Weinberg, Gladys Davidson, 1909-2002
Gladys Davidson Weinberg was born in 1909 in New York City to Israel and Carrie Dreyfuss Davidson. Her father was a scholar of medieval Hebrew literature and served on the faculty of the Jewish Theological Seminary in New York.
She completed her undergraduate studies at New York University in 1930 and joined the Johns Hopkins University expedition to Olynthus. In 1935 she earned a Ph.D. from Johns Hopkins University, writing her dissertation on the minor finds from the Corinth excavation sponsored by the American School of Classical Studies at Athens. She was appointed a Special Fellow of the School and continued to work in Greece until 1938.
During the early years of World War II, Gladys Davidson Weinberg worked at the Princeton University Art Museum. She later joined the Foreign Service Auxiliary of the U.S. State Department. In 1942, she married Saul Weinberg, also an archaeologist. Saul and Gladys Davidson Weinberg moved to Missouri in 1948, when Saul Weinberg was appointed to the faculty of the University of Missouri-Columbia.
Gladys Davidson Weinberg worked as an independent scholar for over a decade, publishing Corinth, Results of Excavations Conducted by the American School of Classical Studies at Athens, Volume 12, The Minor Objects in 1952. She also served as the editor of Archaeology from 1952 to 1967.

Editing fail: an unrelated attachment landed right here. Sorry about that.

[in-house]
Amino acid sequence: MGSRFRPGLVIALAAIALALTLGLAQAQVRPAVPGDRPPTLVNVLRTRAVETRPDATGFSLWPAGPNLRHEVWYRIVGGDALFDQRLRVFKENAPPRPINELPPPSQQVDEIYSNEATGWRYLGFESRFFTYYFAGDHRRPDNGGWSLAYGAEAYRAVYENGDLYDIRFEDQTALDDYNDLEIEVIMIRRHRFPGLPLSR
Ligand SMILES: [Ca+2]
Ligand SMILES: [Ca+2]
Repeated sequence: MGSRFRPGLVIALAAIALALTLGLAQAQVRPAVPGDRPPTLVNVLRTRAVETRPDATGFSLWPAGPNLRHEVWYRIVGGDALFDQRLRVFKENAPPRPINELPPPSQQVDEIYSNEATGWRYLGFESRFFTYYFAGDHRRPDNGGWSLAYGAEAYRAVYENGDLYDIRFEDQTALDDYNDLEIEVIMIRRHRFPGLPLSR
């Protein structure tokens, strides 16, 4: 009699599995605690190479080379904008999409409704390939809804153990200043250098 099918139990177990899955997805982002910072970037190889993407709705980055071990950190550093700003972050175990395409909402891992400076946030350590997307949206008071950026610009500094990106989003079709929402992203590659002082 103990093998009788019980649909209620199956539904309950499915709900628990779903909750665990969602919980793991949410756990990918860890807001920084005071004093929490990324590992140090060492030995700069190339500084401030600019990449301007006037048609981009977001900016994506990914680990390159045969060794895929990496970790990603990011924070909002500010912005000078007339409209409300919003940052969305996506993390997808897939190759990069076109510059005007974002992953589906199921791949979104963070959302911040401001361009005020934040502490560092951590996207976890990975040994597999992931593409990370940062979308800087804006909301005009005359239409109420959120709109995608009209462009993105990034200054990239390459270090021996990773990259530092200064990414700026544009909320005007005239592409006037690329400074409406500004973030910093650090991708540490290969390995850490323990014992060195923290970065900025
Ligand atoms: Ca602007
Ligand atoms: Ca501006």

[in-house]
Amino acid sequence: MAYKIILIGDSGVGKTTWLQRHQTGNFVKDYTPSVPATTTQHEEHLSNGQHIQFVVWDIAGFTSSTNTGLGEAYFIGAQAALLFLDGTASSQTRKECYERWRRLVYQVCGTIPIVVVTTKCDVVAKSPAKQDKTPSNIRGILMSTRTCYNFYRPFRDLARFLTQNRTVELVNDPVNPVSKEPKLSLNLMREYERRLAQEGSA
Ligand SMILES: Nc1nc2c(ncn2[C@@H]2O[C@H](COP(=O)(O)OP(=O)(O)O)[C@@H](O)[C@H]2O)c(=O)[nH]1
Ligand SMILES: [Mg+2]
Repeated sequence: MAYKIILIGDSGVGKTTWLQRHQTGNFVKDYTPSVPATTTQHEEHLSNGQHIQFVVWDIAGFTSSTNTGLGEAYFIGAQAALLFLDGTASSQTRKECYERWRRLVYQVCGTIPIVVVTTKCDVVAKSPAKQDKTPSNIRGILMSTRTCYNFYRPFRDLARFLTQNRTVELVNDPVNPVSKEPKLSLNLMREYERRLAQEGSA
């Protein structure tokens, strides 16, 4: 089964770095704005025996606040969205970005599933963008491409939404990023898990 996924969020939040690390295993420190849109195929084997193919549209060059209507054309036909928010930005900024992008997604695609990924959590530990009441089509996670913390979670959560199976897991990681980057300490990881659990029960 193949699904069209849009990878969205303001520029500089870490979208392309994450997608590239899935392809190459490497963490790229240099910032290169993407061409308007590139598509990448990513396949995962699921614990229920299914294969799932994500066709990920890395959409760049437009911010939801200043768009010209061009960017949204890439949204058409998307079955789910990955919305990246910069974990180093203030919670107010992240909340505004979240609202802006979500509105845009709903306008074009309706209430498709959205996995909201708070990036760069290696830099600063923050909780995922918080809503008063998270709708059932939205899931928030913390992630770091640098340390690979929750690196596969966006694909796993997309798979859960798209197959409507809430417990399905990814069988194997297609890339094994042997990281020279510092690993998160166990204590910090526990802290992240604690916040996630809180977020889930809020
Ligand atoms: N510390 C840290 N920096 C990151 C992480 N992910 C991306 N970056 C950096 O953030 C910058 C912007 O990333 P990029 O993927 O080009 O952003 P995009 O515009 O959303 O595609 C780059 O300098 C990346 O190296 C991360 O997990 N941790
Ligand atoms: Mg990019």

The Weinbergs founded the University of Missouri's Museum of Art and Architecture in 1957, and Gladys Davidson Weinberg served as curator of ancient art from 1962 to 1973. She rose to assistant director in 1973 and to research fellow in 1977. She remained a research fellow until her death in 2002.
Gladys Davidson Weinberg was known as an authority on ancient and medieval glass in the Mediterranean and Eastern Europe. She served as an advisor to The Corning Museum of Glass and participated in Museum excavations, most notably the joint Corning Museum of Glass / University of Missouri - Columbia excavation of the Roman glass factory at Jalame, in modern-day Israel.
Gladys Davidson Weinberg received several of prestigious awards for her work, including the Gold Medal for Distinguished Archaeological Achievement from the Archaeological Institute of America (with her husband, Saul Weinberg) in 1985 and the Percia Schimmel Award for Archaeological Exploration in Biblical Lands from the Israel Museum in 1986.
|associatedWith||Corning museum of glass||corporateBody|
|childOf||Davidson, Israel, 1870–1939||person|
|alumnusOrAlumnaOf||Johns Hopkins University||corporateBody|
|alumnusOrAlumnaOf||New York University||corporateBody|
|founderOf||University of Missouri--Columbia. Museum of Art and Archaeology.||corporateBody|
|Place Name||Admin Code||Country|
|New York City||NY||US|